In computing, JPEG is a commonly used method of lossy compression for digital photography (image). The degree of compression can be adjusted, allowing a selectable tradeoff between storage size and image quality. JPEG typically achieves 10:1 compression with little perceptible loss in image quality.
JPEG compression is used in a number of image file formats. JPEG/Exif is the most common image format used by digital cameras and other photographic image capture devices; along with JPEG/JFIF, it is the most common format for storing and transmitting photographic images on the World Wide Web. These format variations are often not distinguished, and are simply called JPEG.
The term "JPEG" is an acronym for the Joint Photographic Experts Group which created the standard. The MIME media type for JPEG is image/jpeg (defined in RFC 1341), except in Internet Explorer, which provides a MIME type of image/pjpeg when uploading JPEG images.
It supports a maximum image size of 65535×65535.
The JPEG compression algorithm is at its best on photographs and paintings of realistic scenes with smooth variations of tone and color. For web usage, where the amount of data used for an image is important, JPEG is very popular. JPEG/Exif is also the most common format saved by digital cameras.
On the other hand, JPEG may not be as well suited for line drawings and other textual or iconic graphics, where the sharp contrasts between adjacent pixels can cause noticeable artifacts. Such images may be better saved in a lossless graphics format such as TIFF, GIF, PNG, or a raw image format. The JPEG standard actually includes a lossless coding mode, but that mode is not supported in most products.
As the typical use of JPEG is a lossy compression method, which somewhat reduces the image fidelity, it should not be used in scenarios where the exact reproduction of the data is required (such as some scientific and medical imaging applications and certain technical image processing work).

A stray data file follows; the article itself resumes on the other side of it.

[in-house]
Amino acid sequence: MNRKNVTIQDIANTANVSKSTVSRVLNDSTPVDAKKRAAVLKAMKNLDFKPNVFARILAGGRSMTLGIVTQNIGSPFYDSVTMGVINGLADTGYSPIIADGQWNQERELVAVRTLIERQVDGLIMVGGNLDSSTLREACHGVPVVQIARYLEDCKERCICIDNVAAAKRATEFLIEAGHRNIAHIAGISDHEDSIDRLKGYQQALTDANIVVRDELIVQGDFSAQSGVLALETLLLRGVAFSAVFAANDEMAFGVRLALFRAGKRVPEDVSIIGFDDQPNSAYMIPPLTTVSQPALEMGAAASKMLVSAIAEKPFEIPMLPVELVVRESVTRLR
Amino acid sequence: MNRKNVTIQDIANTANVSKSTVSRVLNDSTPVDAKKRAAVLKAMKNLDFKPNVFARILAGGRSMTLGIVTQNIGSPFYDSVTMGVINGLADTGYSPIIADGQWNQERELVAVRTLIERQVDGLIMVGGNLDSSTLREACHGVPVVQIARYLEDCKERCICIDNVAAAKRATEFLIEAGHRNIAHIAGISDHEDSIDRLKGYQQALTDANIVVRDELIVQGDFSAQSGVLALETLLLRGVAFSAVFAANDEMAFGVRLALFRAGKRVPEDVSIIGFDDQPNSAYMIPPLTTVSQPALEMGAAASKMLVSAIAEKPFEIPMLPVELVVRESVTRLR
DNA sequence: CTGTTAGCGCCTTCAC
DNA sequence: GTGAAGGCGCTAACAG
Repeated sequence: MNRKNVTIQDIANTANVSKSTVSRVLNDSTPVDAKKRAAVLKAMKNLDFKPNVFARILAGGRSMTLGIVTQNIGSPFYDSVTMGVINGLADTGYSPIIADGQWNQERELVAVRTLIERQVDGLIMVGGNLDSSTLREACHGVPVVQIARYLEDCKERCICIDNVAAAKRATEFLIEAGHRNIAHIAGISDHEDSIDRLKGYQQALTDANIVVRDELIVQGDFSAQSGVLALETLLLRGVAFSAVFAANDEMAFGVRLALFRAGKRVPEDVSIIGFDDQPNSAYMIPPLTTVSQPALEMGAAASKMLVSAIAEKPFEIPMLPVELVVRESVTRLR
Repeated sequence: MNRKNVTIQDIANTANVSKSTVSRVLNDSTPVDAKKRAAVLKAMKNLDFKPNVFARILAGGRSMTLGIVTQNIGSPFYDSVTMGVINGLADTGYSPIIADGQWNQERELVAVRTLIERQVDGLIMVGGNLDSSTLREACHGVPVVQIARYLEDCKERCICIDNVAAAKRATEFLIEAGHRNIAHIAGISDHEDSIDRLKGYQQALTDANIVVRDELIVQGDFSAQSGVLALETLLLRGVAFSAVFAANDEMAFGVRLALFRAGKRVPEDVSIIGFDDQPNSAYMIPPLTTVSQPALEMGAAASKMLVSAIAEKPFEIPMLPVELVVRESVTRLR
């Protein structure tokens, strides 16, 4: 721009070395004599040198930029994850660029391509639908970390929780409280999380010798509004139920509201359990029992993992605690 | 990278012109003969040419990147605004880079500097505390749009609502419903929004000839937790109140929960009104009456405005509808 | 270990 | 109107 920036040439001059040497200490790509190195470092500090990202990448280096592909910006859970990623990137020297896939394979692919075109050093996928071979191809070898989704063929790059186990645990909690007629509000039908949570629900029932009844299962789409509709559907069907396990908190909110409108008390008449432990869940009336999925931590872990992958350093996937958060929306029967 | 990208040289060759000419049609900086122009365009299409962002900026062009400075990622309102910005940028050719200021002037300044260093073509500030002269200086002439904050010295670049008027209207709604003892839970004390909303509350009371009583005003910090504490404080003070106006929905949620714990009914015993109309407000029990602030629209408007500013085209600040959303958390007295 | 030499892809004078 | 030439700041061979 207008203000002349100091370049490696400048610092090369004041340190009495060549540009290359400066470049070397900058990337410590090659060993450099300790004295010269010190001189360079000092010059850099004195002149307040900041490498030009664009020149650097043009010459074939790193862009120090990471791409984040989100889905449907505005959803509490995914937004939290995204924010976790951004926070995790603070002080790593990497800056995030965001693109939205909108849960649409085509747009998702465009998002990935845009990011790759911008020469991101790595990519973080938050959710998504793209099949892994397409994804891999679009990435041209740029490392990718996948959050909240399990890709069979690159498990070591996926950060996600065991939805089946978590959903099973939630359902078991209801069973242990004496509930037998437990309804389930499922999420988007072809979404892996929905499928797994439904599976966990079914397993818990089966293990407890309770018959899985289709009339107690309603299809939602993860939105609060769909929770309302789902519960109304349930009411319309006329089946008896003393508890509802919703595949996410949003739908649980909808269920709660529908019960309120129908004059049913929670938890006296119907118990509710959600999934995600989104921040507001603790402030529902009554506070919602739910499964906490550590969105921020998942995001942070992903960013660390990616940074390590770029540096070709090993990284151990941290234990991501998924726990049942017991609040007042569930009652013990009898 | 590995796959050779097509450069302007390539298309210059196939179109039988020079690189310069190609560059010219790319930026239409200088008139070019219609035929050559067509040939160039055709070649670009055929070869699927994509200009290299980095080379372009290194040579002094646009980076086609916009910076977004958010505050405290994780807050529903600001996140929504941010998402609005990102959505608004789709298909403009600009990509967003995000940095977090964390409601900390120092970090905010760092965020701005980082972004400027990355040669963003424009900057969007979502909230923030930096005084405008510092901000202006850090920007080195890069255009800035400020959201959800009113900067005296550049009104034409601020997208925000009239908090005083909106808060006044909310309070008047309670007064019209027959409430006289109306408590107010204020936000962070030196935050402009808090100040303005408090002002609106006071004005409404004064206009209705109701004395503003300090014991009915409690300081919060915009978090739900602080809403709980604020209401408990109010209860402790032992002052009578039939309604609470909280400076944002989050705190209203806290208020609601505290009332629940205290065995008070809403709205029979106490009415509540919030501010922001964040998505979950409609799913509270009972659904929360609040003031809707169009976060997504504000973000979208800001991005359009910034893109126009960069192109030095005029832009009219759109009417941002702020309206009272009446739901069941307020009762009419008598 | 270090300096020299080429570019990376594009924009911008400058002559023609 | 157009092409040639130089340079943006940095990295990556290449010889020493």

JPEG is also not well suited to files that will undergo multiple edits, as some image quality will usually be lost each time the image is decompressed and recompressed, particularly if the image is cropped or shifted, or if encoding parameters are changed – see digital generation loss for details. To avoid this, an image that is being modified or may be modified in the future can be saved in a lossless format, with a copy exported as JPEG for distribution.
The compression method is usually lossy, meaning that some original image information is lost and cannot be restored, possibly affecting image quality. There is an optional lossless mode defined in the JPEG standard; however, that mode is not widely supported in products.
There is also an interlaced "Progressive JPEG" format, in which data is compressed in multiple passes of progressively higher detail. This is ideal for large images that will be displayed while downloading over a slow connection, allowing a reasonable preview after receiving only a portion of the data. However, progressive JPEGs are not as widely supported, and even some software which does support them (such as some versions of Internet Explorer) only displays the image once it has been completely downloaded.
There are also many medical imaging and traffic systems that create and process 12-bit JPEG images, normally grayscale images. The 12-bit JPEG format has been part of the JPEG specification for some time, but again, this format is not as widely supported.
A number of alterations to a JPEG image can be performed losslessly (that is, without recompression and the associated quality loss) as long as the image size is a multiple of 1 MCU block (Minimum Coded Unit) (usually 16 pixels in both directions, for 4:2:0 chroma subsampling). Utilities that implement this include jpegtran, with user interface Jpegcrop, and the JPG_TRANSFORM plugin to IrfanView.
Blocks can be rotated in 90 degree increments, flipped in the horizontal, vertical and diagonal axes and moved about in the image. Not all blocks from the original image need to be used in the modified one.
The top and left edge of a JPEG image must lie on a block boundary, but the bottom and right edge need not do so. This limits the possible lossless crop operations, and also prevents flips and rotations of an image whose bottom or right edge does not lie on a block boundary for all channels (because the edge would end up on top or left, where - as aforementioned - a block boundary is obligatory).
When using lossless cropping, if the bottom or right side of the crop region is not on a block boundary then the rest of the data from the partially used blocks will still be present in the cropped file and can be recovered.
It is also possible to transform between baseline and progressive formats without any loss of quality, since the only difference is the order in which the coefficients are placed in the file.